“Almost no one I came across said they were going to vote because someone, anyone, but especially Joe Biden, had made their heart sing,” said Alex Wagner in The Atlantic. Joe Biden’s candidacy, she argued, is less about Joe Biden the person and more about the idea of Joe Biden. What the former vice president has done or is planning matters little when all people really want to do is send Donald Trump packing.

Defeating Trump is a moral imperative: something people around the world, even non-Americans like myself, care about deeply. But there is something relentlessly exhausting about defining a candidate solely based on who he is up against, rather than who he is. And it shows: news reports talk endlessly about the “enthusiasm gap” between Trump supporters and Biden supporters.

So I set myself a challenge today: to make the case for Joe Biden, but without invoking Donald Trump. Of course, the president’s specter will hang ominously in the background; in today’s world every other politician seems to remind everyone either of who Trump is or who Trump isn’t. And it might even feel like a redundant experiment, given how much this is less of an election than a referendum on the incumbent himself. But I think that what is desperately needed is a positive case for Biden and his candidacy, an argument that involves Biden the person and not just Biden the idea.

And at the very least, it’s a fun writing exercise. So here goes.

(Image credits)

“I don’t know anybody who counts votes better than me in the Senate,” Joe Biden once bragged. It demonstrates the worldview of a man shaped by decades in Congress: not an ideologue but a bipartisan collaborator, someone who believes in compromise if that would help get the bigger picture done. Someone who deals with the the world as it is, not as he wants it to be.

In today’s hyper-partisan America, deal-making can seem like a dirty word. Compromise isn’t sexy, after all. But it was this approach that led to Biden being called by one Democratic majority leader as “the most effective senator, bar none.”

What did such effectiveness produce? One signature legislative achievement was the Violence Against Women Act, which has been critical in combating domestic violence and sexual assault crimes. The bill’s passage was not a given; Biden tried unsuccessfully in 1992 and 1993 to pass the bill, and only negotiations with Republican senators allowed the bill to go through in 1994.

As vice president, Biden’s talent for working across the aisle paid off. He was able to convince Republican senator Arlen Specter to switch parties, talking to him fourteen times over ten weeks. Specter provided the critical 60th vote that allowed the Affordable Care Act to pass. He convinced three Republicans to vote for the 2009 stimulus bill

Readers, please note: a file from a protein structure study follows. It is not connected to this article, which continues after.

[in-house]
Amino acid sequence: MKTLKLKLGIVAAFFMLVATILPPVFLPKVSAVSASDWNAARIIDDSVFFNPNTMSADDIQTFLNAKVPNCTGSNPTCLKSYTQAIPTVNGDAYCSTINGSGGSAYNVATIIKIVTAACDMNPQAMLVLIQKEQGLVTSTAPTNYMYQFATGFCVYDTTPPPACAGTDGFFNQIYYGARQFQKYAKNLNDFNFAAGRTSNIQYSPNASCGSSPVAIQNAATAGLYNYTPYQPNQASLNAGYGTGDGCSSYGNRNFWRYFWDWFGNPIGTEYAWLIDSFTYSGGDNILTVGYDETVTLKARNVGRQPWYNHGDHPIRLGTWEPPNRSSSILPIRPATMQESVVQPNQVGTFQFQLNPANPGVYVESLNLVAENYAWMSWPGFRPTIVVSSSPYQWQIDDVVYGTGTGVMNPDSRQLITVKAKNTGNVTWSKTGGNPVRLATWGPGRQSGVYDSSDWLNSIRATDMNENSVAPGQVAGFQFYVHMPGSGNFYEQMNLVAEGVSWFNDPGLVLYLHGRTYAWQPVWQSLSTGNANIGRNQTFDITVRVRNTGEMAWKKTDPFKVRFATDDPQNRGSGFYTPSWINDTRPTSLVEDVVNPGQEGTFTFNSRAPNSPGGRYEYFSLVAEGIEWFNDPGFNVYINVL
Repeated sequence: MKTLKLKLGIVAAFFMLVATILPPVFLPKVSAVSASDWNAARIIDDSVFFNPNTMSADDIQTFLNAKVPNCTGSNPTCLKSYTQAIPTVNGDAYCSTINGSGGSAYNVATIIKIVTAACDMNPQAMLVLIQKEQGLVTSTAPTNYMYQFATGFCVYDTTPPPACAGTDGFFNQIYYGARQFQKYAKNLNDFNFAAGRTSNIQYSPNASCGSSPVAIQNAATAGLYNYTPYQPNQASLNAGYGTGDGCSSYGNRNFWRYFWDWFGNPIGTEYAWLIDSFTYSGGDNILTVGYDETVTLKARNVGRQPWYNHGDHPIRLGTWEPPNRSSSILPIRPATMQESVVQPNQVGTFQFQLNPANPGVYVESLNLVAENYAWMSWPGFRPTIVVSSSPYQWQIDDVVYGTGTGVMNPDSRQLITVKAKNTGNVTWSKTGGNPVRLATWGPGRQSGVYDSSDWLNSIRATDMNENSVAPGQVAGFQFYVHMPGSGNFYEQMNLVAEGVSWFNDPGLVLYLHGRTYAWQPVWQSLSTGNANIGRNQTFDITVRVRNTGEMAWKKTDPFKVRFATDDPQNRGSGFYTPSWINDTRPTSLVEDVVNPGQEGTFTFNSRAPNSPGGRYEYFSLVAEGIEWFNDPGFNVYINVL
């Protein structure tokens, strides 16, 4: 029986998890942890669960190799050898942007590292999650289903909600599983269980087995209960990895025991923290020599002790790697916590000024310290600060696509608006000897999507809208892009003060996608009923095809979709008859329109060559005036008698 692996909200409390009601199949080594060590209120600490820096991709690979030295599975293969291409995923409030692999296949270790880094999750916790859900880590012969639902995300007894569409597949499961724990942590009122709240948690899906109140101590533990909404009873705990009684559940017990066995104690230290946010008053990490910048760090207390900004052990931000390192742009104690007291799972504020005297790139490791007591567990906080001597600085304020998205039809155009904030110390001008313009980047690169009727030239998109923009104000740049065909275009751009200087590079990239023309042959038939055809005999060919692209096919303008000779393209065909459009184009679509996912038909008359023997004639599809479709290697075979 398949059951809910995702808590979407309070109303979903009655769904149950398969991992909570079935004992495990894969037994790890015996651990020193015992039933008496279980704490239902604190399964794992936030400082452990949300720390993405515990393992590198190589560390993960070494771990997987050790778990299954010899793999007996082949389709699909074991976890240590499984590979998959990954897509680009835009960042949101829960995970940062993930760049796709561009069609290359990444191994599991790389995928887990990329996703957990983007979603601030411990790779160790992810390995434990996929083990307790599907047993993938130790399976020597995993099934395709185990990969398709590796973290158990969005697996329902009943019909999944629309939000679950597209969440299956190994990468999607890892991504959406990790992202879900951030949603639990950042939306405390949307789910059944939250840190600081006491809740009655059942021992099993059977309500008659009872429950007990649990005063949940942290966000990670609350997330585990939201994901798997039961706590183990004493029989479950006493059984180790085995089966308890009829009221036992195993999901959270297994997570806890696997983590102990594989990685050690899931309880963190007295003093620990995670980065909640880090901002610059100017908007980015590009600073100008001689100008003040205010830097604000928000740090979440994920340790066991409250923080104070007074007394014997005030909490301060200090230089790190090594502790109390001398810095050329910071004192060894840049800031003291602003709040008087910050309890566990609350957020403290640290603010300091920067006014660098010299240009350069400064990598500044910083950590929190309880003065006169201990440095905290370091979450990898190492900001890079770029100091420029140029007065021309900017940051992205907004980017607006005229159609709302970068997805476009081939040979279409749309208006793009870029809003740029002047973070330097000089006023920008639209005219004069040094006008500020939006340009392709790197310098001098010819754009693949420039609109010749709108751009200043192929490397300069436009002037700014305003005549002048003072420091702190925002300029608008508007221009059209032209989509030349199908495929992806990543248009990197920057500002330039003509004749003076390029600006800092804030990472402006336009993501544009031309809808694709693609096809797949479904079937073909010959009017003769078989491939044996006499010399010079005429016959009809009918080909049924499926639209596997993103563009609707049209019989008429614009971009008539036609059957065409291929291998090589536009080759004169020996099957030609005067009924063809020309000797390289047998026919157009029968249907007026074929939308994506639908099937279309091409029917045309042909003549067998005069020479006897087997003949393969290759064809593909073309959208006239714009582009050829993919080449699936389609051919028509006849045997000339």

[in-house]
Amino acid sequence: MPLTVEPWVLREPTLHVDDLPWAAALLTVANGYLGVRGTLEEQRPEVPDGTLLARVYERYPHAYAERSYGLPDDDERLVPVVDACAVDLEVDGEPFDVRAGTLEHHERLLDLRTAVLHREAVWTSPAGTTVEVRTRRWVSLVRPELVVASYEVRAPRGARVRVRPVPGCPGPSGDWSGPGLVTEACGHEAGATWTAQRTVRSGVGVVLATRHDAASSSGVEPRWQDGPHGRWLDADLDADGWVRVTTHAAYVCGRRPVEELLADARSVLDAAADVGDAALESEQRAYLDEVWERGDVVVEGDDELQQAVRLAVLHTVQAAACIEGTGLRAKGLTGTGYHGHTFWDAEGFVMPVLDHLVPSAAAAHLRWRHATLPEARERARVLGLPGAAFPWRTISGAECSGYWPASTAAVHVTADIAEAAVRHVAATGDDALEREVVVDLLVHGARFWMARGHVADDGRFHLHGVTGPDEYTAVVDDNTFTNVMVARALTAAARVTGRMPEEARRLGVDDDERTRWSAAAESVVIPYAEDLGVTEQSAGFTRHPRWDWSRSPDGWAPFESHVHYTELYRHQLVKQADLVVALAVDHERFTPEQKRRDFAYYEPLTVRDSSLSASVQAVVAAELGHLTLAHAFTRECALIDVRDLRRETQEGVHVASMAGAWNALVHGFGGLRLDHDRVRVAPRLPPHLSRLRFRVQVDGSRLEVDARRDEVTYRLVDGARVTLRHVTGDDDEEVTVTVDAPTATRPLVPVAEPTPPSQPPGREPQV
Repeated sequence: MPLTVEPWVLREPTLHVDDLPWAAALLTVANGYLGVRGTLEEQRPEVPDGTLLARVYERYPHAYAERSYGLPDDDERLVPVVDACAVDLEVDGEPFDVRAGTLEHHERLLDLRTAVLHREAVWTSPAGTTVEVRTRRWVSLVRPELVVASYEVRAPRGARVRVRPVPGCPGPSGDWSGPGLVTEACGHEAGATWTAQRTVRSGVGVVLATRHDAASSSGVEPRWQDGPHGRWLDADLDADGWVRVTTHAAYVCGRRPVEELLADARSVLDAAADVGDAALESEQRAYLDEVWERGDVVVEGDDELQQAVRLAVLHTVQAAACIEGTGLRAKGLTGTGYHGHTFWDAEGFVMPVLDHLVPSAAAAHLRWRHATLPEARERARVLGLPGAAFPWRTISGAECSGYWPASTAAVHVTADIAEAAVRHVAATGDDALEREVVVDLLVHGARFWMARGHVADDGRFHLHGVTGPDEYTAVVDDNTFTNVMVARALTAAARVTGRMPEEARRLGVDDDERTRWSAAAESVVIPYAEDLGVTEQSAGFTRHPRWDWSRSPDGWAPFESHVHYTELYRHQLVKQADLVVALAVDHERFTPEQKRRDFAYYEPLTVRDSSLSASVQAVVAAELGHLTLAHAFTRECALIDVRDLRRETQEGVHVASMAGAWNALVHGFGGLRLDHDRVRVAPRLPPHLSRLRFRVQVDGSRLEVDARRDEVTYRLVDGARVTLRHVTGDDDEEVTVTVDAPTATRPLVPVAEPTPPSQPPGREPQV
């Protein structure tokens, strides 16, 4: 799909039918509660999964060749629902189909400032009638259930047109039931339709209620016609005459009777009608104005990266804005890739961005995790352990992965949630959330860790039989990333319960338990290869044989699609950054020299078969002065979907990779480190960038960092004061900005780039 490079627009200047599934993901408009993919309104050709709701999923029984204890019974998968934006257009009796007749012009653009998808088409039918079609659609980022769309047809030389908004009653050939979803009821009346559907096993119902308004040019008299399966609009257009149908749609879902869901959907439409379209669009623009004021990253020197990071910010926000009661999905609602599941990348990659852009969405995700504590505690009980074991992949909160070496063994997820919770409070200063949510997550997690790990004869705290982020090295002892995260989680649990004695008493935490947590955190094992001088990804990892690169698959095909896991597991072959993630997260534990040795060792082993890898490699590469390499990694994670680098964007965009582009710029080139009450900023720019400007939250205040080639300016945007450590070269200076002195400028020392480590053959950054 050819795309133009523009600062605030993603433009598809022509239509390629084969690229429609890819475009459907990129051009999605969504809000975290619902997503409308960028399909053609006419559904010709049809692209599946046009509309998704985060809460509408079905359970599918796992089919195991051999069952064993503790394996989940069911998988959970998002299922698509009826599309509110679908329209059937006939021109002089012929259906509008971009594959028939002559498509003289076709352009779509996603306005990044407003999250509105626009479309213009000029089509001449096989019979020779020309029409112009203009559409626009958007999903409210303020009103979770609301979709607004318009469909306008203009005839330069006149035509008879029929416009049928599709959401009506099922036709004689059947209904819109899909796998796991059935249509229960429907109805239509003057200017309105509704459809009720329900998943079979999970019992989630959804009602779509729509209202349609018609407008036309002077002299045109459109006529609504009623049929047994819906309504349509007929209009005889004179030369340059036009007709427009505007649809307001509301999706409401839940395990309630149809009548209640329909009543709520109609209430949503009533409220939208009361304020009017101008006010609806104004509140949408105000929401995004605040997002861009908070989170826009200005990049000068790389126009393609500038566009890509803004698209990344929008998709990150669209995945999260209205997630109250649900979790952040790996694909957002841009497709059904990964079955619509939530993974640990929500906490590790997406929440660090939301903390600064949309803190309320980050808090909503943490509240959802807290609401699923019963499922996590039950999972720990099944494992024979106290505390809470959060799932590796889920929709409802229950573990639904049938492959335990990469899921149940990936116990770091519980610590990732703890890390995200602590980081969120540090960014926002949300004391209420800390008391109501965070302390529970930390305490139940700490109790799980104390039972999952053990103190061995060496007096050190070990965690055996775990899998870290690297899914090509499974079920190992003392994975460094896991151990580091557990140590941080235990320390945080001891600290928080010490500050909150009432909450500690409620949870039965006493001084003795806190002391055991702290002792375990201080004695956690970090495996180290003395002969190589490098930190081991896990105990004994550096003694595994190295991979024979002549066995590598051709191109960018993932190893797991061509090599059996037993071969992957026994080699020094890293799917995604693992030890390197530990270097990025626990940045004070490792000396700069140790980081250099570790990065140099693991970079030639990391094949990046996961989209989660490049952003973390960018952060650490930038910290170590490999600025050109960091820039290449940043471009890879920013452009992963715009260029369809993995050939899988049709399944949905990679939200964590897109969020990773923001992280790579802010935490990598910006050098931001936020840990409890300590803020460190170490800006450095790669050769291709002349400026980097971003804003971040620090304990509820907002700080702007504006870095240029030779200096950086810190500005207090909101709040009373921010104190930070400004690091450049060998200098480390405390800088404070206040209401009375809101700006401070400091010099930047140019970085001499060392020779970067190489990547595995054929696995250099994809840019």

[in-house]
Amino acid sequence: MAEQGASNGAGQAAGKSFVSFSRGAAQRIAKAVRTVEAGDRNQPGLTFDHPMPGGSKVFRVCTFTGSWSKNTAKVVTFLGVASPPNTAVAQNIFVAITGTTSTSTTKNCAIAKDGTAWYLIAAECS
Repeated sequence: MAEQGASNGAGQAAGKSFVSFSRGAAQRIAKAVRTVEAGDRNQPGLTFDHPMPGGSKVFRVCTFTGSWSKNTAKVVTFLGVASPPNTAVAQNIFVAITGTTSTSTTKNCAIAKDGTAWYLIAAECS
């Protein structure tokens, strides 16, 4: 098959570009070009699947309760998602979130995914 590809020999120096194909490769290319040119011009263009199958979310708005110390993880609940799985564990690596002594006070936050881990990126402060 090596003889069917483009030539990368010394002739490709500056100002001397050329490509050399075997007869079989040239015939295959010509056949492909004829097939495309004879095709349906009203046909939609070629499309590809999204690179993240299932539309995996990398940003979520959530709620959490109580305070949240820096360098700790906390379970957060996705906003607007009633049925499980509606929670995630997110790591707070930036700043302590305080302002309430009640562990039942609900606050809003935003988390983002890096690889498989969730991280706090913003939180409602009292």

Biden also facilitated the passage of Dodd-Frank, which reformed the financial regulatory system in the aftermath of the Great Recession, and led multiple negotiations that averted budget crises.

It is often said that the dream of bipartisan legislation is dead in Mitch McConnell’s Congress, a place where polarization and obstruction is rife and bills go to die. But what is the alternative? The Democrats may not win the Senate back in 2020, even if Biden wins the presidency (although with him the chances are as good as it gets.) Any Democratic administration would still need to convince moderate Republicans and red-state Democrats if it hopes to pass any legislation. And if there’s someone who could convince a senator like Joe Manchin, who wouldn’t even commit to endorsing the Democratic nominee, it would be Joe Biden.

This is not to say that Biden’s record is unvarnished. Anyone who has spent half a century at the forefront of politics, especially one so legislatively productive, will have accumulated a long record, both good and bad. Biden’s judgement has failed him at points throughout his career: the Anita Hill hearings, for one. Or some of his stances from decades past, such as the Violent Crime Control and Enforcement Act of 1994, no longer chime well with modern Democrat sentiment.

But the Biden of the 1990s is not the Biden of 2020. Any objective examination of his platform indicates that he will be the most progressive president in history. His healthcare plan is not Medicare for All, but it will still build significantly on Obamacare. He has adopted Elizabeth Warren’s bankruptcy plan and a part of Bernie Sanders’ free college plan. In the wake of the pandemic, he is now planning for an “FDR-sized presidency.” And even if Biden is not yet progressive enough for some, it’s likely he will listen: his climate change policy task force is chaired both by his ideological soulmate John Kerry and leftwing firebrand Alexandria Ocasio-Cortez.

Biden’s agenda is plenty progressive. And he’s also pragmatic enough to perhaps get it done.

(Image credits)

Biden’s experience in government goes beyond merely producing legislation. As vice president, Biden was actively engaged — no mean feat, given that the vice presidency has been lamented as “not worth a bucket of warm piss” in the past.

In Biden, the Democrats have a nominee with deep experience in managing an economic recovery. President Obama tasked him with the supervision of how the 2009 stimulus was used, and Biden worked rigorously to ensure that it was effectively spent, traveling up and down the country and convening numerous meetings with the Cabinet and various agencies. His chief of staff reported that only 1% of the $800 billion stimulus was ever attributed to waste or fraud, as Biden blocked 260 projects that seemed like political pork or had been proposed by sketchy contractors.